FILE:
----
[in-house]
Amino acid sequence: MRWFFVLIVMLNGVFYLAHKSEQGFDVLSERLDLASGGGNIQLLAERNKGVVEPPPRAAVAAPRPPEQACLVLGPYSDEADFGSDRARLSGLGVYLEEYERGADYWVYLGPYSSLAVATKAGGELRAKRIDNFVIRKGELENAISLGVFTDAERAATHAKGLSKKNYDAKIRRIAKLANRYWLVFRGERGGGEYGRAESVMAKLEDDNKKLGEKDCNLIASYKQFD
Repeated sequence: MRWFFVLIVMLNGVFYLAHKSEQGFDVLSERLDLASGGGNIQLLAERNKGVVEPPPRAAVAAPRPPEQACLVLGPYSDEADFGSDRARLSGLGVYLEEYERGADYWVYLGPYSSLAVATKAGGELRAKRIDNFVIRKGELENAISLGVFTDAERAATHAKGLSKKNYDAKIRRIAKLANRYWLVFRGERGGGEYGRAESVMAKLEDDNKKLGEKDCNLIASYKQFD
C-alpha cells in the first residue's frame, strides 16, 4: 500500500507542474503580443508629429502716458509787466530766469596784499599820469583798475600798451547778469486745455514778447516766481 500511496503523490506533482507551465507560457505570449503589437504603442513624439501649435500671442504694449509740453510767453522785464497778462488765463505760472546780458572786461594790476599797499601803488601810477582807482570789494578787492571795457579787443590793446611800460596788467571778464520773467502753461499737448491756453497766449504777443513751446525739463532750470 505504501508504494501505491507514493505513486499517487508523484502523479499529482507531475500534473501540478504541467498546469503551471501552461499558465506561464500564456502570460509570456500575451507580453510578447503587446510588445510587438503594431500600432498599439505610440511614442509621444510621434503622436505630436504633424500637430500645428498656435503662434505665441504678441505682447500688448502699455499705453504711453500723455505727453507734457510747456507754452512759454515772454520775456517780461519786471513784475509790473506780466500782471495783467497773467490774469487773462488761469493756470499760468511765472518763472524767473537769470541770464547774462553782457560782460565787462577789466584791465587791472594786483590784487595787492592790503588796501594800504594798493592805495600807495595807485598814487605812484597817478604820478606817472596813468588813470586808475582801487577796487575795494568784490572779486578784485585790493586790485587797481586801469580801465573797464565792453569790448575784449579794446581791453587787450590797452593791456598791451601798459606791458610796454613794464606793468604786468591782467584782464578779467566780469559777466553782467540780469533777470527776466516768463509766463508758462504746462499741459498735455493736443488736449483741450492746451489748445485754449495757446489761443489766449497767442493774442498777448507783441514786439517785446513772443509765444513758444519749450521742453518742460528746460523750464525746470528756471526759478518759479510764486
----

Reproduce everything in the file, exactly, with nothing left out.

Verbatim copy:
[in-house]
Amino acid sequence: MRWFFVLIVMLNGVFYLAHKSEQGFDVLSERLDLASGGGNIQLLAERNKGVVEPPPRAAVAAPRPPEQACLVLGPYSDEADFGSDRARLSGLGVYLEEYERGADYWVYLGPYSSLAVATKAGGELRAKRIDNFVIRKGELENAISLGVFTDAERAATHAKGLSKKNYDAKIRRIAKLANRYWLVFRGERGGGEYGRAESVMAKLEDDNKKLGEKDCNLIASYKQFD
Repeated sequence: MRWFFVLIVMLNGVFYLAHKSEQGFDVLSERLDLASGGGNIQLLAERNKGVVEPPPRAAVAAPRPPEQACLVLGPYSDEADFGSDRARLSGLGVYLEEYERGADYWVYLGPYSSLAVATKAGGELRAKRIDNFVIRKGELENAISLGVFTDAERAATHAKGLSKKNYDAKIRRIAKLANRYWLVFRGERGGGEYGRAESVMAKLEDDNKKLGEKDCNLIASYKQFD
C-alpha cells in the first residue's frame, strides 16, 4: 500500500507542474503580443508629429502716458509787466530766469596784499599820469583798475600798451547778469486745455514778447516766481 500511496503523490506533482507551465507560457505570449503589437504603442513624439501649435500671442504694449509740453510767453522785464497778462488765463505760472546780458572786461594790476599797499601803488601810477582807482570789494578787492571795457579787443590793446611800460596788467571778464520773467502753461499737448491756453497766449504777443513751446525739463532750470 505504501508504494501505491507514493505513486499517487508523484502523479499529482507531475500534473501540478504541467498546469503551471501552461499558465506561464500564456502570460509570456500575451507580453510578447503587446510588445510587438503594431500600432498599439505610440511614442509621444510621434503622436505630436504633424500637430500645428498656435503662434505665441504678441505682447500688448502699455499705453504711453500723455505727453507734457510747456507754452512759454515772454520775456517780461519786471513784475509790473506780466500782471495783467497773467490774469487773462488761469493756470499760468511765472518763472524767473537769470541770464547774462553782457560782460565787462577789466584791465587791472594786483590784487595787492592790503588796501594800504594798493592805495600807495595807485598814487605812484597817478604820478606817472596813468588813470586808475582801487577796487575795494568784490572779486578784485585790493586790485587797481586801469580801465573797464565792453569790448575784449579794446581791453587787450590797452593791456598791451601798459606791458610796454613794464606793468604786468591782467584782464578779467566780469559777466553782467540780469533777470527776466516768463509766463508758462504746462499741459498735455493736443488736449483741450492746451489748445485754449495757446489761443489766449497767442493774442498777448507783441514786439517785446513772443509765444513758444519749450521742453518742460528746460523750464525746470528756471526759478518759479510764486